LogoLogo

Gaeta, Province of Latina, Lazio Region, Italy

Gaeta (ancient Caieta) is a seaport at the Southern border of the Lazio and Campania regions. After the Risorgimento and until World War II, Gaeta grew in importance and wealth as a seaport.

Province of Latina

The nearby town of Elena, separated after the Risorgimento and named after the queen of Italy, was reunited to Gaeta following World War I. Mussolini transferred Gaeta from the region of Campania, to which it is historically and culturally connected, to Lazio. However, the decades since World War II have been as difficult for Gaeta as they have been for most of Italy's southern regions. Its importance as a seaport has nearly vanished in favor of the nearby town of Formia. More recently, the city has turned to summer tourism and to specialized agricultural products, namely its tomatoes and olives.

The Gaetani speak a dialect of Italian that, while similar to the nearby Neapolitan, is one of the few Italian dialects to preserve Latin's neuter gender. Distinctive local cuisine includes the tiella, which resembles both a pizza and a calzone. The town is also notable for its splendid beaches (Serapo, Fontania, Sant'Agostino), and its distinctive brand of olives, marketed throughout the world. Gaeta has erected a monument to Giovanni Caboto (John Cabot), who according to many was born there (although other sources give Genoa).

Info

Altitude: 2 m a.s.l -- Population: about 21000 inhabitants in 2010 -- Zip/postal code: 04024 -- Phone Area Code: 0771 -- Patron Saint: Saints Erasmo e Marciano celebrated on 2 June Frazioni & Località: Arenauta, Ariana, Fontania, Porto Salvo, Sant'Agostino, Sant'Erasmo, San Vito, Serapo

History - Antiquity and Middle Ages

During the break-up of the Roman empire, Gaeta, like Amalfi and Naples, would seem to have established itself as a practically independent port and to have carried on a thriving trade with the Levant. Its history, however, is obscure until, in 823, it appears as a lordship ruled by hereditary Itypati or consuls.

In 844 the town fell into the hands of the Arabs, but four years later they were driven out with help supplied by Pope Leo IV and was given to the count of Capua as a fief of the Holy See. In 877, however, the hypatus John (Joannes) II succeeded in recovering the lordship, which he established as a duchy under the suzerainty of the East Roman emperors. In the 11th century the duchy fell into the hands of the Norman counts of Aversa, afterwards princes of Capua, and in 1135 it was definitively annexed to his kingdom by Roger of Sicily.

In military history the town has played a conspicuous part. Its fortifications date back to Roman times, and a first-century mausoleum of the Roman general Lucius Munatius Plancus stands atop the Split Mountain. These fortifications were extended and strengthened in the 15th century, and indeed throughout the history of the Kingdom of Naples (later the Two Sicilies).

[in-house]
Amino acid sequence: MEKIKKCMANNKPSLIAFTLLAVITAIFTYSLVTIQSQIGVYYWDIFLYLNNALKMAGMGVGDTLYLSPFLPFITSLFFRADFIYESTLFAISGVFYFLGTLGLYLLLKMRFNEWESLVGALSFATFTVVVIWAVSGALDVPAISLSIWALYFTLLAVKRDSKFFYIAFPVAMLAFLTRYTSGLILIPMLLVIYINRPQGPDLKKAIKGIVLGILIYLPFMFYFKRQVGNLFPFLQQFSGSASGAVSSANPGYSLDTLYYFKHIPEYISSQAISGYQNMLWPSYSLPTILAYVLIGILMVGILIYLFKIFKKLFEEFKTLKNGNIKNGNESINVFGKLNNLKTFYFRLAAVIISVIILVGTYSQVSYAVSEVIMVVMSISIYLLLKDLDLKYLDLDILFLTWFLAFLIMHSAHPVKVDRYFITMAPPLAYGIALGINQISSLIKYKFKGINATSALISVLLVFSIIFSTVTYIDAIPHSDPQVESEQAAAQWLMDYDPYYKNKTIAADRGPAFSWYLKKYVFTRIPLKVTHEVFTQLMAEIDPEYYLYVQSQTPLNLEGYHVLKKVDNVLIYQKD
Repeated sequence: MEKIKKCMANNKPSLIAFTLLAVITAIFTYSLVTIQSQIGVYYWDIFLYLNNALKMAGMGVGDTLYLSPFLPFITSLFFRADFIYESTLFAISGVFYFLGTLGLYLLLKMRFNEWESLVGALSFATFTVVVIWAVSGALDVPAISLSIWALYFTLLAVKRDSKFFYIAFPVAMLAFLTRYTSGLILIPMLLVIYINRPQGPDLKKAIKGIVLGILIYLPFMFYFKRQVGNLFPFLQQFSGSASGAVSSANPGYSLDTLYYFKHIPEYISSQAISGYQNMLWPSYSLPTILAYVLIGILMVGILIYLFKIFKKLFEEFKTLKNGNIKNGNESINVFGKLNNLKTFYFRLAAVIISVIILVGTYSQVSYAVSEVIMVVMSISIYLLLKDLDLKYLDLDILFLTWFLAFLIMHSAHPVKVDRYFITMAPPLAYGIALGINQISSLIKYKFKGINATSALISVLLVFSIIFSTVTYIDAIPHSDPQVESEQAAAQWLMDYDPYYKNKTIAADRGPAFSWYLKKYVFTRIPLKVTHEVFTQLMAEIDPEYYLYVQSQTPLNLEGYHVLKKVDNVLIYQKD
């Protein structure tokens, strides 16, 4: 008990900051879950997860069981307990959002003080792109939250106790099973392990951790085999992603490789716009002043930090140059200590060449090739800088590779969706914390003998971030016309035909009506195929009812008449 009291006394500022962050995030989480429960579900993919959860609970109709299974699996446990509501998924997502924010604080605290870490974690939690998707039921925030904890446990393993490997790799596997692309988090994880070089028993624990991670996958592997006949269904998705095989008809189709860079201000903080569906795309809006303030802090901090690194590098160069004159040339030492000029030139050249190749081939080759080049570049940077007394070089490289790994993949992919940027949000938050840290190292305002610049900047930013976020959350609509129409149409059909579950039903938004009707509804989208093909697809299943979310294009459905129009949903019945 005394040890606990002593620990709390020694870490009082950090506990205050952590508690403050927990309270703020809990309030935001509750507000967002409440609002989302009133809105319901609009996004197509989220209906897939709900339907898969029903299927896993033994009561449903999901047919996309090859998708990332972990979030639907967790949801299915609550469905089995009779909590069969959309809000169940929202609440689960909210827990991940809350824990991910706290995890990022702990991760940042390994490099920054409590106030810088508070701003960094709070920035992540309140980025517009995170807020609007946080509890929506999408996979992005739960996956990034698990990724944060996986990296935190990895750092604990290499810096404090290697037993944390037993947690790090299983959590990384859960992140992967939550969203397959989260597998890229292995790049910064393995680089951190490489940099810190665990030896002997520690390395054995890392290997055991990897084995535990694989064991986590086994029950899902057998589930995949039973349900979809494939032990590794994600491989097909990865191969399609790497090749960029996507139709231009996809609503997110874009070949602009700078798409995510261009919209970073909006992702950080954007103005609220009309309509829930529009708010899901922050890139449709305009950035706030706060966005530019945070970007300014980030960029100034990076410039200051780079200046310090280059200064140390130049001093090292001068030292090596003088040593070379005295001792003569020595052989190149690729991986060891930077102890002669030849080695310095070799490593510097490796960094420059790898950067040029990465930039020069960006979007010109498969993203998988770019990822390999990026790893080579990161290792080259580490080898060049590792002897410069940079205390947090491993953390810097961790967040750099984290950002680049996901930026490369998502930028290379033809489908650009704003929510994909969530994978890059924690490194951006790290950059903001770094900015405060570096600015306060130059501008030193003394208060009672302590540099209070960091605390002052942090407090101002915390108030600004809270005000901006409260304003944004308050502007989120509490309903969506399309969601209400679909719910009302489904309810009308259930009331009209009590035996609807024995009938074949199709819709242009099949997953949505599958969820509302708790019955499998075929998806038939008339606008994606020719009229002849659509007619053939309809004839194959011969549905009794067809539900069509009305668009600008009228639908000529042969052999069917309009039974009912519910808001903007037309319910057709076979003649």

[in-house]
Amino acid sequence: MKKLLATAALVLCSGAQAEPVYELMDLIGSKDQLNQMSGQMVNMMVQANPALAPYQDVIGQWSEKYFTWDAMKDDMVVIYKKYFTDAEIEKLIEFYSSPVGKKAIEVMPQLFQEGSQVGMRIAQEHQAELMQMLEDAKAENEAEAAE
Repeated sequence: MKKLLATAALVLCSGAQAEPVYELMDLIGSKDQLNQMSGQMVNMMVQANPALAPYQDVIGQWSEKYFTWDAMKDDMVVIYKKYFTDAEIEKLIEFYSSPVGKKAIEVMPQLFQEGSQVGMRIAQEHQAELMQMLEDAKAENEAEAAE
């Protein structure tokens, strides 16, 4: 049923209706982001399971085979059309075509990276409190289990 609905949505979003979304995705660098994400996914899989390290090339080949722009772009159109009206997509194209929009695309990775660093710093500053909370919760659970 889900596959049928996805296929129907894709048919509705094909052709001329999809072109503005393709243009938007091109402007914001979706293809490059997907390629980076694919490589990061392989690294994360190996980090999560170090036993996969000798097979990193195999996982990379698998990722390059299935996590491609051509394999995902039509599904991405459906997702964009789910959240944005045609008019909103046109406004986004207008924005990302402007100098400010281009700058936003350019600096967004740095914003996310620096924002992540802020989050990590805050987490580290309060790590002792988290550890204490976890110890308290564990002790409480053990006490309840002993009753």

History - the XIX century

In the following centuries Gaeta was sieged and stormed by the Austrians, in 1734 by French, Spanish and Sardinian troops under the future King Charles of Naples, in 1806 by the French, in 1815 by the Austrians.

In November 1848 Pope Pius IX, after his flight in disguise from Rome, found a refuge at Gaeta, where he remained until September 4, 1849. Finally, in 1860, it was the scene of the last stand of Francis II of the Two Sicilies against the forces of United Italy. Shut up in the fortress with 12,000 men, after Garibaldi's occupation of Naples, the king offered a stubborn resistance, and it was not till February 13, 1861 that, the withdrawal of the French fleet having made bombardment from the sea possible, he was forced to capitulate.

History - the XX century

During World War II, the city retained its strategic importance for Mussolini and later for his Nazi allies. After the king dismissed Mussolini, the latter was initially taken via Gaeta to the island prison of Ponza (where Mussolini had previously locked up many of his political enemies). To keep the population ignorant of the massive convoy, a false air-raid siren sounded. (Mussolini would later be transferred to Gran Sasso, from where the Germans rescued him.)

After Italy surrendered to the Allies, however, the town's fortunes began to decline. Recognizing the city's strategic importance, and fearful of an Allied landing in the area, German troops occupied the city and expelled most of the population. The zone of exclusion began with a five-kilometer border from the historical city center; soon after, however, the population was expelled even beyond this point. The Gaetani were finally ordered to leave the area completely; those who could not were placed in a concentration camp, and a few were taken to Germany.

Following the Allied advance across the Garigliano and the Allied occupation of Rome, the Gaetani were allowed to return to their city and begin the process of rebuilding. Today NATO maintains a base of operations at Gaeta.

Accommodation in Gaeta



Follow us on Facebook: